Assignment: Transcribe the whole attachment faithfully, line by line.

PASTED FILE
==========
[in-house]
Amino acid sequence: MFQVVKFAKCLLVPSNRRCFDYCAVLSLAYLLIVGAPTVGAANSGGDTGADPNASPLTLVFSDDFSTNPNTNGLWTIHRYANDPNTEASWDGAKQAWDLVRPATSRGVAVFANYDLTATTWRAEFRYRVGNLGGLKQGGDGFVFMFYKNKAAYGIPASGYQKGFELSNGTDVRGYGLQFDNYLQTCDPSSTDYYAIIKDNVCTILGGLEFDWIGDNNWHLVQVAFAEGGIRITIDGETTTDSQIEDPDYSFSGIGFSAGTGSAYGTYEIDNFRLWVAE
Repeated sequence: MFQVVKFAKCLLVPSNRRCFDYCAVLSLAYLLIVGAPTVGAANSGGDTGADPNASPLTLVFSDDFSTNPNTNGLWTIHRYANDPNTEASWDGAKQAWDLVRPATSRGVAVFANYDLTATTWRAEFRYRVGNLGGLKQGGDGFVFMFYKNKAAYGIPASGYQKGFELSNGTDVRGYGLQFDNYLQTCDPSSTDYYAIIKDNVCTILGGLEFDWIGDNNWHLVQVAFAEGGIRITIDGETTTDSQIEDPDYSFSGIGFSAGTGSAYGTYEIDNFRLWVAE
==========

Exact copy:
[in-house]
Amino acid sequence: MFQVVKFAKCLLVPSNRRCFDYCAVLSLAYLLIVGAPTVGAANSGGDTGADPNASPLTLVFSDDFSTNPNTNGLWTIHRYANDPNTEASWDGAKQAWDLVRPATSRGVAVFANYDLTATTWRAEFRYRVGNLGGLKQGGDGFVFMFYKNKAAYGIPASGYQKGFELSNGTDVRGYGLQFDNYLQTCDPSSTDYYAIIKDNVCTILGGLEFDWIGDNNWHLVQVAFAEGGIRITIDGETTTDSQIEDPDYSFSGIGFSAGTGSAYGTYEIDNFRLWVAE
Repeated sequence: MFQVVKFAKCLLVPSNRRCFDYCAVLSLAYLLIVGAPTVGAANSGGDTGADPNASPLTLVFSDDFSTNPNTNGLWTIHRYANDPNTEASWDGAKQAWDLVRPATSRGVAVFANYDLTATTWRAEFRYRVGNLGGLKQGGDGFVFMFYKNKAAYGIPASGYQKGFELSNGTDVRGYGLQFDNYLQTCDPSSTDYYAIIKDNVCTILGGLEFDWIGDNNWHLVQVAFAEGGIRITIDGETTTDSQIEDPDYSFSGIGFSAGTGSAYGTYEIDNFRLWVAE